Qualitative studies equip researchers with a valuable bulk of knowledge on various aspects of human life. At the same time, this kind of research is often associated with a considerable degree of bias due to its interpretive nature (Christensen & Brumfield, 2010). Although researchers try to remain as neutral as possible, it is argued that they still have a set of preconceptions, beliefs, and attitudes that can have an impact on the findings and conclusions (Berger, 2013). Being an African American female, I can be biased when implementing a qualitative research. This paper includes a brief analysis of the possible prejudice I can have as a researcher.
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As mentioned above, qualitative studies are often regarded as biased due to a significant degree of interpretation employed to address the set goals. The researcher’s age, gender, ethnicity, country of origin, childhood experiences, family and socioeconomic status, as well as other factors, can influence the way the data is collected and analyzed (Christensen & Brumfield, 2010). Several ways to diminish bias in qualitative studies have been developed.
Bracketing is one of the strategies that can be utilized to ensure a complete or, at least maximal, alienation of the researcher (Padgett, 2016). It is critical to make sure that one’s experiences and attitudes will not shape the way the study will unfold.
Berger (2013) argues that it can be almost impossible to eliminate the effects of the researcher’s identity, but it is possible to minimize its impact. The author stresses that her experiences as an immigrant had certain effects on the way she conducted her studies (Berger, 2013). According to Berger (2013), the researcher can have preconceptions that can make them take some notions and attitudes for granted although the participants can have different views and ideas.
As far as I am concerned, I am aware of the fact that I can focus on such aspects as discrimination and abuse due to my experiences. Clearly, I will concentrate on topics that are in certain ways related to the issues I have encountered in my life. These preconceptions can affect my ability to develop proper questions that are completely unbiased. When conducting semi-structured or unstructured interviews, I can pay more attention to the corresponding areas and ask questions related to such themes.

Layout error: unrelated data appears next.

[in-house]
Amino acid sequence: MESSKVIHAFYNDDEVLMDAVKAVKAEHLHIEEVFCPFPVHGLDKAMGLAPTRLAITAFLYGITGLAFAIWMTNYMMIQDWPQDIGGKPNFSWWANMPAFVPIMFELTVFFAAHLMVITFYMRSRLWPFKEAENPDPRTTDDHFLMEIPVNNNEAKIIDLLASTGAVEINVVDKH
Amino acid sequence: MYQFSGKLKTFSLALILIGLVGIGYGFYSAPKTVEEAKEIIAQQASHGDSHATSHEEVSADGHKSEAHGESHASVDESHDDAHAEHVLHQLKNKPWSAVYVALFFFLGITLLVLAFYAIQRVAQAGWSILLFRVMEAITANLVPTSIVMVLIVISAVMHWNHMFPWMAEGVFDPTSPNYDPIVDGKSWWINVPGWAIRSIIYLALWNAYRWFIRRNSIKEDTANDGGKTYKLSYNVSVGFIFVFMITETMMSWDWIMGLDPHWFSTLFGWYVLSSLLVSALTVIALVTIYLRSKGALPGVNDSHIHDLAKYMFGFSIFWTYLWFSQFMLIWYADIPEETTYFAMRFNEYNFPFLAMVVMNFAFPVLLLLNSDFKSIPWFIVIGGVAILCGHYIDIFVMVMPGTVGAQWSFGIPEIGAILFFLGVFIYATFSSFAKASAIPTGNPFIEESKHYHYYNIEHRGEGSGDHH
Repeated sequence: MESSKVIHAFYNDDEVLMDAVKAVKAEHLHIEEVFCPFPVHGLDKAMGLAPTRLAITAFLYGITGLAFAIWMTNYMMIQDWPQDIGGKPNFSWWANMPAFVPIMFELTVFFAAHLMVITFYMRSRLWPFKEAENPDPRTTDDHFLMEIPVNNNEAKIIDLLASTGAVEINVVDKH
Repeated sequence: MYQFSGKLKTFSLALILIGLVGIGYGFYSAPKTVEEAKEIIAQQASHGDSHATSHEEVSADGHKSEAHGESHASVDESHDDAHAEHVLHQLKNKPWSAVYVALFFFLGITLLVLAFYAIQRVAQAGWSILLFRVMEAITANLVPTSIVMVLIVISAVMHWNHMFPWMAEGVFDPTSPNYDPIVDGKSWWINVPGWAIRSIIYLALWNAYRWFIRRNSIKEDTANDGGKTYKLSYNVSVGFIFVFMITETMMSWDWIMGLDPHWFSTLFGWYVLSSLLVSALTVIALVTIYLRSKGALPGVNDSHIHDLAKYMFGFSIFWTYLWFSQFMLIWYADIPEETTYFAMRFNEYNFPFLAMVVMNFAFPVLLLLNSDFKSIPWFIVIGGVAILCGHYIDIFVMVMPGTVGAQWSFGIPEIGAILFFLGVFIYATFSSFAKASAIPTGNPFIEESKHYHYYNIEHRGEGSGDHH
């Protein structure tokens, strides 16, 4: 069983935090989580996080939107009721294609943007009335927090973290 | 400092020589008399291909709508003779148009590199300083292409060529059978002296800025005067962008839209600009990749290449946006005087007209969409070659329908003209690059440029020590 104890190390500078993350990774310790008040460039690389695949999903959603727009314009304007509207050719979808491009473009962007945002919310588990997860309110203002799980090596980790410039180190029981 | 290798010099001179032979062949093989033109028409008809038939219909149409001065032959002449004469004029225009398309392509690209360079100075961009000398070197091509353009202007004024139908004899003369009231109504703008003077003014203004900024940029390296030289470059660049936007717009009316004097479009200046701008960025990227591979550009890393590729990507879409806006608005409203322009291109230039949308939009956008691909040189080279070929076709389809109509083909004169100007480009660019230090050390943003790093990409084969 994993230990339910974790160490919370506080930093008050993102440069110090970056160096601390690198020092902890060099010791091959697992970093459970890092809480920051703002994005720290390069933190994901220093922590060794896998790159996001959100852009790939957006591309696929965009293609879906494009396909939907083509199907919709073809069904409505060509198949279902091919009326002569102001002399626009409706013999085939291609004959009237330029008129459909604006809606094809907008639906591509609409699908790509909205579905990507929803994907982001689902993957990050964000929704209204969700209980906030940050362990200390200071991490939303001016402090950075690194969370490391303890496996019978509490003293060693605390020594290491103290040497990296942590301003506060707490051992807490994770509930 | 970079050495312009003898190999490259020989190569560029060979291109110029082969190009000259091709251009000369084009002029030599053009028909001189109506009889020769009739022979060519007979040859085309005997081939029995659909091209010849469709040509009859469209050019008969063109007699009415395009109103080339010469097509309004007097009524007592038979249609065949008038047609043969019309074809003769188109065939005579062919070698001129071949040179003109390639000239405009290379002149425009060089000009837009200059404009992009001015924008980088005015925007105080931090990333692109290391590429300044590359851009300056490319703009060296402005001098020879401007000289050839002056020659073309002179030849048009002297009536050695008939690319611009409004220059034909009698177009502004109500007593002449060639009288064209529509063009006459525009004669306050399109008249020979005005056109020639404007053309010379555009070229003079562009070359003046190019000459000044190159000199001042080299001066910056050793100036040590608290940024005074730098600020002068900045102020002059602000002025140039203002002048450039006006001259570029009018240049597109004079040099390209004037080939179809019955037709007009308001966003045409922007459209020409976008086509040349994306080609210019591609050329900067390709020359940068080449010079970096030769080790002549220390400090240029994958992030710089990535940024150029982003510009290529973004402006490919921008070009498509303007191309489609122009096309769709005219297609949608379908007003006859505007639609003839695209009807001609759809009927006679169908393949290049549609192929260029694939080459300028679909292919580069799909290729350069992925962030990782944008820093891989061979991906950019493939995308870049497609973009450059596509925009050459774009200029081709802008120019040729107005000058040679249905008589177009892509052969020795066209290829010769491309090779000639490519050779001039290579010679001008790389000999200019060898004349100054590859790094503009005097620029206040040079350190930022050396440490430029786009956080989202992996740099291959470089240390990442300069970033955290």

I will inevitably compare my own experiences with my participants’ background. When interpreting the obtained results, I can express biased opinions and look for (and find) themes that are not there. However, it is possible to make the research less impaired with the help of reflexivity, peer support, thick description, respondent validation, and triangulation (Padgett, 2016). It is essential to use some of these strategies to enhance the validity of the study.
In conclusion, it is possible to note that a researcher can hardly remain completely neutral when conducting a study. Their preconceptions, experiences, and knowledge can have a significant impact on the way the methods and participants are chosen, the ways the data is collected and analyzed. Being an African American female can make me focus on certain topics and neglect some ideas and opinions the participants share. However, it is possible to avoid or, rather, minimize the influence of the researcher’s identity and background. It is essential to refer to peers who can validate the chosen methods and the findings. It is also pivotal to self-reflect and identify the prejudice that can have an impact on the study, which can help the researcher to address this bias.
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Berger, R. (2013). Now I see it, now I don’t: Researcher’s position and reflexivity in qualitative research. Qualitative Research, 15(2), 219-234. Web.
Christensen, T. M., & Brumfield, K. A. (2010). Phenomenological designs. In C. J. Sheperis et al. (Eds.), Counseling research: Quantitative, qualitative, and mixed methods (pp. 135 – 150). Boston, MA: Merrill.
Padgett, D. K. (2016). Qualitative methods in social work research (3rd ed.). Thousand Oaks, CA: SAGE Publications.